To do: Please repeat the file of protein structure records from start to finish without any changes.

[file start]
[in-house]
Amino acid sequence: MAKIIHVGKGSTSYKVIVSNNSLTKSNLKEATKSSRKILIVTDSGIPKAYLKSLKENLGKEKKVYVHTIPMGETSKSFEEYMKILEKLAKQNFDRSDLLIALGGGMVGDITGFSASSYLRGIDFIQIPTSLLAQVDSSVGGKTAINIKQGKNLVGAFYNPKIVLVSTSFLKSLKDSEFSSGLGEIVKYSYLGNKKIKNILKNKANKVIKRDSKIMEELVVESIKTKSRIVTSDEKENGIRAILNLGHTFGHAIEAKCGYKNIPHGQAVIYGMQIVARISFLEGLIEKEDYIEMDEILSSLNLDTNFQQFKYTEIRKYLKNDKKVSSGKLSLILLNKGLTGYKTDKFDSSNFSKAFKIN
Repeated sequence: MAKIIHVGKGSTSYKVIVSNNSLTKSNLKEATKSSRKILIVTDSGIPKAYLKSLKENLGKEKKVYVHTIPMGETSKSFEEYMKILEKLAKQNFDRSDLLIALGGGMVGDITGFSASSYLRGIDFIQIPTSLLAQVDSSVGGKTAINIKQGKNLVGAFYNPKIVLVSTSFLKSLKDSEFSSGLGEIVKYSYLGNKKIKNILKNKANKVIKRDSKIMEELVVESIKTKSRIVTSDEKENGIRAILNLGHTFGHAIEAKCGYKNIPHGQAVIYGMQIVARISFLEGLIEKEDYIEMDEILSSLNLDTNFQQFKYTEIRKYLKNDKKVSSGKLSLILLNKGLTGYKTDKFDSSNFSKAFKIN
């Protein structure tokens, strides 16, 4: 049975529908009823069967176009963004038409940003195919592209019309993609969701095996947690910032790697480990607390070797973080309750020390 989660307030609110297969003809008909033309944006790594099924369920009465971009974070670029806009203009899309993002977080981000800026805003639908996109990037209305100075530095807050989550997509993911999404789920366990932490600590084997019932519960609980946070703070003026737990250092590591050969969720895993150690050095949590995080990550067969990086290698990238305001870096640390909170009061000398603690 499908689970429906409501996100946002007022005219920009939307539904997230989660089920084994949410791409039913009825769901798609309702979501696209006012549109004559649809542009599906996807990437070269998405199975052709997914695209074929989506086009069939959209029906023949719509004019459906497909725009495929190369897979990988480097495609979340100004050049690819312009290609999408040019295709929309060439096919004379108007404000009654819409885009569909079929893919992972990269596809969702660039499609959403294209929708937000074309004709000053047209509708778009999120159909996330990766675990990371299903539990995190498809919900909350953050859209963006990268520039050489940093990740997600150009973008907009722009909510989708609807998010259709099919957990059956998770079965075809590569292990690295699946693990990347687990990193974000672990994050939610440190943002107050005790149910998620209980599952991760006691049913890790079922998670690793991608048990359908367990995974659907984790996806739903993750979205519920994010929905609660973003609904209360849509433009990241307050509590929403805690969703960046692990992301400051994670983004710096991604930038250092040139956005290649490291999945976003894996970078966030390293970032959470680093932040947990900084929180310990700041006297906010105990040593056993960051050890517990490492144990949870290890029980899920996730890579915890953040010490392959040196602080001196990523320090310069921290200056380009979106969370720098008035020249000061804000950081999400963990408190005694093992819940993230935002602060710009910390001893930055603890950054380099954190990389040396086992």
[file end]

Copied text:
[in-house]
Amino acid sequence: MAKIIHVGKGSTSYKVIVSNNSLTKSNLKEATKSSRKILIVTDSGIPKAYLKSLKENLGKEKKVYVHTIPMGETSKSFEEYMKILEKLAKQNFDRSDLLIALGGGMVGDITGFSASSYLRGIDFIQIPTSLLAQVDSSVGGKTAINIKQGKNLVGAFYNPKIVLVSTSFLKSLKDSEFSSGLGEIVKYSYLGNKKIKNILKNKANKVIKRDSKIMEELVVESIKTKSRIVTSDEKENGIRAILNLGHTFGHAIEAKCGYKNIPHGQAVIYGMQIVARISFLEGLIEKEDYIEMDEILSSLNLDTNFQQFKYTEIRKYLKNDKKVSSGKLSLILLNKGLTGYKTDKFDSSNFSKAFKIN
Repeated sequence: MAKIIHVGKGSTSYKVIVSNNSLTKSNLKEATKSSRKILIVTDSGIPKAYLKSLKENLGKEKKVYVHTIPMGETSKSFEEYMKILEKLAKQNFDRSDLLIALGGGMVGDITGFSASSYLRGIDFIQIPTSLLAQVDSSVGGKTAINIKQGKNLVGAFYNPKIVLVSTSFLKSLKDSEFSSGLGEIVKYSYLGNKKIKNILKNKANKVIKRDSKIMEELVVESIKTKSRIVTSDEKENGIRAILNLGHTFGHAIEAKCGYKNIPHGQAVIYGMQIVARISFLEGLIEKEDYIEMDEILSSLNLDTNFQQFKYTEIRKYLKNDKKVSSGKLSLILLNKGLTGYKTDKFDSSNFSKAFKIN
């Protein structure tokens, strides 16, 4: 049975529908009823069967176009963004038409940003195919592209019309993609969701095996947690910032790697480990607390070797973080309750020390 989660307030609110297969003809008909033309944006790594099924369920009465971009974070670029806009203009899309993002977080981000800026805003639908996109990037209305100075530095807050989550997509993911999404789920366990932490600590084997019932519960609980946070703070003026737990250092590591050969969720895993150690050095949590995080990550067969990086290698990238305001870096640390909170009061000398603690 499908689970429906409501996100946002007022005219920009939307539904997230989660089920084994949410791409039913009825769901798609309702979501696209006012549109004559649809542009599906996807990437070269998405199975052709997914695209074929989506086009069939959209029906023949719509004019459906497909725009495929190369897979990988480097495609979340100004050049690819312009290609999408040019295709929309060439096919004379108007404000009654819409885009569909079929893919992972990269596809969702660039499609959403294209929708937000074309004709000053047209509708778009999120159909996330990766675990990371299903539990995190498809919900909350953050859209963006990268520039050489940093990740997600150009973008907009722009909510989708609807998010259709099919957990059956998770079965075809590569292990690295699946693990990347687990990193974000672990994050939610440190943002107050005790149910998620209980599952991760006691049913890790079922998670690793991608048990359908367990995974659907984790996806739903993750979205519920994010929905609660973003609904209360849509433009990241307050509590929403805690969703960046692990992301400051994670983004710096991604930038250092040139956005290649490291999945976003894996970078966030390293970032959470680093932040947990900084929180310990700041006297906010105990040593056993960051050890517990490492144990949870290890029980899920996730890579915890953040010490392959040196602080001196990523320090310069921290200056380009979106969370720098008035020249000061804000950081999400963990408190005694093992819940993230935002602060710009910390001893930055603890950054380099954190990389040396086992």